The Cynical Sleuth
Shorting is not a criminal trial. It doesn’t have to be beyond a reasonable doubt. There just has to be a preponderance of evidence.
—James Chanos, February 2011 interview
There’s a lot about Enron that still hasn’t been fully explained or written about,” Jim Chanos says earnestly one February afternoon in his office. Snow falls on Madison Avenue as Chanos searches his memory for details. He is tanned, having just returned from a conference in Miami. With wavy light brown hair and glasses, Chanos looks at home behind his gargantuan circular chestnut desk in a deep blue suit. The 54-year-old head of Kynikos Associates LP was the first to uncover the shocking accounting scandal after a friend flagged a “Heard in Texas” story in the Wall Street Journal in September 2000. He thought the article was right up Chanos’s alley.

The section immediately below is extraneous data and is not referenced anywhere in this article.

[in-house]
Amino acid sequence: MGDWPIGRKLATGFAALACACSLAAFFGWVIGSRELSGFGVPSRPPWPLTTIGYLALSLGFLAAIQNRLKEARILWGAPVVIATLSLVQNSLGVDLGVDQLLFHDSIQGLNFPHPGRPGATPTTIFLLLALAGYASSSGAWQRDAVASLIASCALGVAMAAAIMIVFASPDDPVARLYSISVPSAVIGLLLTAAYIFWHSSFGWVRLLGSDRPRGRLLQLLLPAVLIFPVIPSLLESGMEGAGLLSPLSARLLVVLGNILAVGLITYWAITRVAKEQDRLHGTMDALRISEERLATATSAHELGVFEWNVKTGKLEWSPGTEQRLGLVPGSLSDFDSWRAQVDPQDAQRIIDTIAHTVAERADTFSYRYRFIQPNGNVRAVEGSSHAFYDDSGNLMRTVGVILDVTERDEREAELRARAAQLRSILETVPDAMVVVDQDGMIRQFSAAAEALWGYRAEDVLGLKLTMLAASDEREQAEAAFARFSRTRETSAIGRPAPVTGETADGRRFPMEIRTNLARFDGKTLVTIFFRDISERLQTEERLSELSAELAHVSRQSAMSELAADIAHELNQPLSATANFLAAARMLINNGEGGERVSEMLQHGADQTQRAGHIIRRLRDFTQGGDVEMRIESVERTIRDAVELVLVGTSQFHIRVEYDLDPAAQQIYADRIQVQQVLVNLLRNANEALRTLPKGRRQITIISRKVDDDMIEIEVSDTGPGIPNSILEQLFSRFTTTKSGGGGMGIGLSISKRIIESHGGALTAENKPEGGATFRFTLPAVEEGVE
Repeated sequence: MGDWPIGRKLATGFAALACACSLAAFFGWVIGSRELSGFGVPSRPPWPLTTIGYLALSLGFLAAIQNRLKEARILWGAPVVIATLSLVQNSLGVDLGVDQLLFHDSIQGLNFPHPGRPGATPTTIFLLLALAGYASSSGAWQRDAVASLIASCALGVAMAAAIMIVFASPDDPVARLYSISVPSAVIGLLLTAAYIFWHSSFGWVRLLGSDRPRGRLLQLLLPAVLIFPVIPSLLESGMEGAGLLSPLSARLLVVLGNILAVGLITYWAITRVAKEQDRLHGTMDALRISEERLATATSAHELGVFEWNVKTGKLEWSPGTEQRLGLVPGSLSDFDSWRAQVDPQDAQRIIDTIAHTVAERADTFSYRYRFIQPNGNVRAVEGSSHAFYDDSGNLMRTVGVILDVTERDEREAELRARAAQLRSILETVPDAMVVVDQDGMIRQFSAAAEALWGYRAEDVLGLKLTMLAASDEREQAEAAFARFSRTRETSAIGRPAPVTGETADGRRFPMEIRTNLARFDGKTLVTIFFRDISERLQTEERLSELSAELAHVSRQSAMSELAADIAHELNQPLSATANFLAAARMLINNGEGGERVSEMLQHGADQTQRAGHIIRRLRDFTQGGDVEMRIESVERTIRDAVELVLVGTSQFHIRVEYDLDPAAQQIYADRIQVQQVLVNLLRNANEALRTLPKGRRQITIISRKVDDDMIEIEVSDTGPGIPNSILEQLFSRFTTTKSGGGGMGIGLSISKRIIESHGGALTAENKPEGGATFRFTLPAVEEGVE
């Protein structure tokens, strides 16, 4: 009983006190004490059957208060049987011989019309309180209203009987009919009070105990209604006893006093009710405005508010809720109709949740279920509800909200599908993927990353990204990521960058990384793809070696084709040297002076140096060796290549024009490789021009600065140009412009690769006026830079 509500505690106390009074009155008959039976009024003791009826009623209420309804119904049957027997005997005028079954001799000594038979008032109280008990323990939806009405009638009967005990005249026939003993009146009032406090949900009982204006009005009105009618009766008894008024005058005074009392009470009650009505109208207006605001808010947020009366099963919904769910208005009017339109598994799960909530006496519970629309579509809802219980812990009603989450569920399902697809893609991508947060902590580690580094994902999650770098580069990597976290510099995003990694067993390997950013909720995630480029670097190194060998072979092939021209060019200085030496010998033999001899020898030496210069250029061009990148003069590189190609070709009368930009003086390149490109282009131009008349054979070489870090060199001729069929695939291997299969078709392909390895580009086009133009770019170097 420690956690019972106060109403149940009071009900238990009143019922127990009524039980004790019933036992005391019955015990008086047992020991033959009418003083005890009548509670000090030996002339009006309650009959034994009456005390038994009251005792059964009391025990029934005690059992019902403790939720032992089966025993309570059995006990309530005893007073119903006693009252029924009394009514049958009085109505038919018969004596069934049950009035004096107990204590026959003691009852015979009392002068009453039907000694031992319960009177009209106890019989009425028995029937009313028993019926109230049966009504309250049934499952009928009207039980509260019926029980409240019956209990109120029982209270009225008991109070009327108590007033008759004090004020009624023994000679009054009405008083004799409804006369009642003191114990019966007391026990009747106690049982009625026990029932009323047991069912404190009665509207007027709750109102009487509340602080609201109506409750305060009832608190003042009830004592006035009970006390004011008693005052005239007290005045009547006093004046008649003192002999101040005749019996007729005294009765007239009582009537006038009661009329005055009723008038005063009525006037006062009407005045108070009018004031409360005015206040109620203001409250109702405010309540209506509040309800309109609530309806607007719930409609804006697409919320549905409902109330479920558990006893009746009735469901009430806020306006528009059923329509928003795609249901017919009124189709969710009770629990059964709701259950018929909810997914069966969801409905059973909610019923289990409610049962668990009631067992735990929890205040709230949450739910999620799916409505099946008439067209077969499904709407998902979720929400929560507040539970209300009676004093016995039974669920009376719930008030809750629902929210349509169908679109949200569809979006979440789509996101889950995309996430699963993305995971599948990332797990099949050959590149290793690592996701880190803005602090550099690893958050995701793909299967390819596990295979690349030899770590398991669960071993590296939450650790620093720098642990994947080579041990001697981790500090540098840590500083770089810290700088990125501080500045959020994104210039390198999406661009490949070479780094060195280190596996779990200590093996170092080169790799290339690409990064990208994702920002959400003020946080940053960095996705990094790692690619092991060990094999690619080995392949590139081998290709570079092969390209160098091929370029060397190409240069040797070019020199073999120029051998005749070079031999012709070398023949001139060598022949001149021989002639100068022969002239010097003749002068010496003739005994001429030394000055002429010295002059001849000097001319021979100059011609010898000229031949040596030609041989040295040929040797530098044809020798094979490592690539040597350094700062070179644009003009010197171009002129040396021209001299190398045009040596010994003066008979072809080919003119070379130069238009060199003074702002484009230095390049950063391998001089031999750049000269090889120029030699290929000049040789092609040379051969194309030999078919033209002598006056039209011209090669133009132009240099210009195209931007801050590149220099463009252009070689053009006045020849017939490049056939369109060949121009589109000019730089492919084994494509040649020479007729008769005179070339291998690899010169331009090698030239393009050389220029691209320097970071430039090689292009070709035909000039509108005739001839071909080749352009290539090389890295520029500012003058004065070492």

The story by Jonathan Weil was about energy companies using accounting ploys. “Much of these companies’ recent profits constitute unrealized, noncash gains,” Weil found.
“Almost immediately after reading the article I pulled up the financial statements for Dynergy, Enron, Reliant, and Mirant. And it was very clear from them that the biggest and baddest was also the murkiest—Enron,” says Chanos. So he first dug into the quarterly (10Q) and annual (10K) financial statements.
“I remember the numbers had gotten worse over nine months,” says Chanos. “We looked at insider selling, which was a huge pattern ...